Will the Real User Please Stand UpIntroduction to the Generic List - Part II

Introduction to the Generic List - Part I

August 28th, 2007

A Generic List is a lot better than a generic beer!Earlier I had gone over some other aspects of the System.Collections.Generic namespace, such as the Queues, Stacks, and Action and Predicate Delegates. I received a couple of emails asking me to also go over the plain old List object as well and include any helpful tricks I might have for them. So, this will be the topic for this two part series of articles.

The Basics

The generic List is a type-safe version of the .NET ArrayList. It can dynamically change its size as items are added or removed. It can also be searched, sorted and enumerated. Since the List is type-safe, meaning you have to specify the type of items going into it, it will generally perform better than ArrayList. All in all, the generic List is a better way to store data in memory in most cases than the older ArrayList and plain old array models.

Adding and Removing Items

While The Add, Remove, and Clear methods are obvious, there are some additional related methods that you might find useful.

We’ll look at AddRange first. As you can guess, it loads more than one item at once to the List. It might be a bit daunting for you when you look at the parameter required for this method.

collection As System.Collections.Generic.IEnumerable(Of T)

What does that mean? What it is looking for here is a collection that implements the IEnumerable interface and has the right type. This includes standard arrays and many other collection types just as with several other objects that implement this method in the .NET Framework. Let’s look at a few examples.

In this example, we’re going to take a comma delimited string entered in a TextBox and place it in our List:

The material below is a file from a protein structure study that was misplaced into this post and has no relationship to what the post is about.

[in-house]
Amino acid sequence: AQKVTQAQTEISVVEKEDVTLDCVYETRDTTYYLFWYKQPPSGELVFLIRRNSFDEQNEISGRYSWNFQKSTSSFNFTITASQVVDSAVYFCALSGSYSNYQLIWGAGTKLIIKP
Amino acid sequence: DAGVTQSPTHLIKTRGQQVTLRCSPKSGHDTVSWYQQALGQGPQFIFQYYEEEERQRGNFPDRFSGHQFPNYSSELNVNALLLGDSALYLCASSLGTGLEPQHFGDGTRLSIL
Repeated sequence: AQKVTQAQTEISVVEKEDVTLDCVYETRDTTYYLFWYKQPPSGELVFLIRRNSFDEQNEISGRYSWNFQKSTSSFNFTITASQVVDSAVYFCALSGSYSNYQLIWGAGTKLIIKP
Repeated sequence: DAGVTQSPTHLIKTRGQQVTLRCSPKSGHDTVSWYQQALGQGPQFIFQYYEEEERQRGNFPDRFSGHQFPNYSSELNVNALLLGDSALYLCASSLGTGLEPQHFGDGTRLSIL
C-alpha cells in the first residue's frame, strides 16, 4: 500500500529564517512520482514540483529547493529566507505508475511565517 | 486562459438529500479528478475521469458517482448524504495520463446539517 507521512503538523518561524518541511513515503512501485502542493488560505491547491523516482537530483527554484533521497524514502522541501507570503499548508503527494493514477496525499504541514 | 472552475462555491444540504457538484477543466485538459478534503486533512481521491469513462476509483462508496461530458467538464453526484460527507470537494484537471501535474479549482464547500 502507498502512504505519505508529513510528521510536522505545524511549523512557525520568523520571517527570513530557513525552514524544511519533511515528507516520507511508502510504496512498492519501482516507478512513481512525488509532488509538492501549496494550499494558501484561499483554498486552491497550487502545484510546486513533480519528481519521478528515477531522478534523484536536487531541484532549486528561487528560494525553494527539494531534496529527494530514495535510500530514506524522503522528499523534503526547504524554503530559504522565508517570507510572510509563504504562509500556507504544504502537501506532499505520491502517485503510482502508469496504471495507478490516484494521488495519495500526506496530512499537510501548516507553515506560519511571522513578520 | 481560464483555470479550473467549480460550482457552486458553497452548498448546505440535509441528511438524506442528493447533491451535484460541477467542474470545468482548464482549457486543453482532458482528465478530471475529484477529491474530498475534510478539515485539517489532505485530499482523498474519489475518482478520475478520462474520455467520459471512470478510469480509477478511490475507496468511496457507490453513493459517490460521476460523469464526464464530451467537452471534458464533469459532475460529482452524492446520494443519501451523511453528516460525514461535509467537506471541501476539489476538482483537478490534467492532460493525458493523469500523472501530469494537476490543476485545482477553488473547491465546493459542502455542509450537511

Dim EmailAddresses As New List(Of String)


In this example, we’re going to load the selected items from a ListBox:

Dim EmailAddresses As New List(Of String)
Dim AddressArray(lstEmails.SelectedItems.Count - 1) As String
lstEmails.SelectedItems.CopyTo(AddressArray, 0)

This routines involves a little trickery because we need a temporary string array to convert the Object types in the SelectedItems collection via the CopyTo method.

In addition to simply adding onto a list we can use the InsertRange method to place items after a particular location in the List, including the beginning, as seen here:

EmailAddresses.InsertRange(0, txtEmailAddresses.Text.Split(","c))

When we want to remove more than one item, we can use the RemoveRange method, where we can specify the starting position and the number to remove:

EmailAddresses.RemoveRange(3, 2)

If we want to remove items that match a particular criteria, we can use the RemoveAll method. This method uses a Predicate delegate:

EmailAddresses.RemoveAll(AddressOf ValidateEmailAddress)


Public Function ValidateEmailAddress(ByVal emailAddress As String) As Boolean
    Dim pattern As String = "[a-z][a-z|0-9|]*([_][a-z|0-9]+)*([.][a-z|0-9]+([_][a-z|0-9]+)*)?@[a-z][a-z|0-9|]*\.([a-z][a-z|0-9]*(\.[a-z][a-z|0-9]*)?)$"
    Dim match As System.Text.RegularExpressions.Match = Regex.Match(emailAddress, pattern, RegexOptions.IgnoreCase)
    Return match.Success
End Function

(Note for the validate email function to work you’ll need to import System.Text.RegularExpressions)


To sort the List we can use default comparison method or we can define our own sorting routine as a Delegate or as class that implements the IComparer interface. For the sake of brevity, I won’t include the sorting code here, but only give an example of how it’s called. If you would like an article with more detail on these sorting methods, please leave me a comment or contact me. Here are some example calls:

EmailAddresses.Sort(AddressOf SortEmails)
Dim EmailSorter As New EmailComparer


Along the same lines as sorting is the Reverse method. This method, as you might guess, simply reverses the order in the list. You can also specify a starting position and length to reverse.

That’s is all for Part I. Part II will cover searching, conversions and enumeration functions available in the List object. As always, let me know if you found this overview article helpful by leaving a comment.

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Entry Filed under: VB.NET Tutorials

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2 Comments Add your own

  • 1. ajay  |  September 25th, 2008 at 7:22 am

    how to use generic colletion shorting in vb.net
    Can u provide that code

  • 2. bhagavan  |  January 17th, 2009 at 6:44 am

    use generic colletion shorting in vb.net
    Can u provide me code if possible………………….

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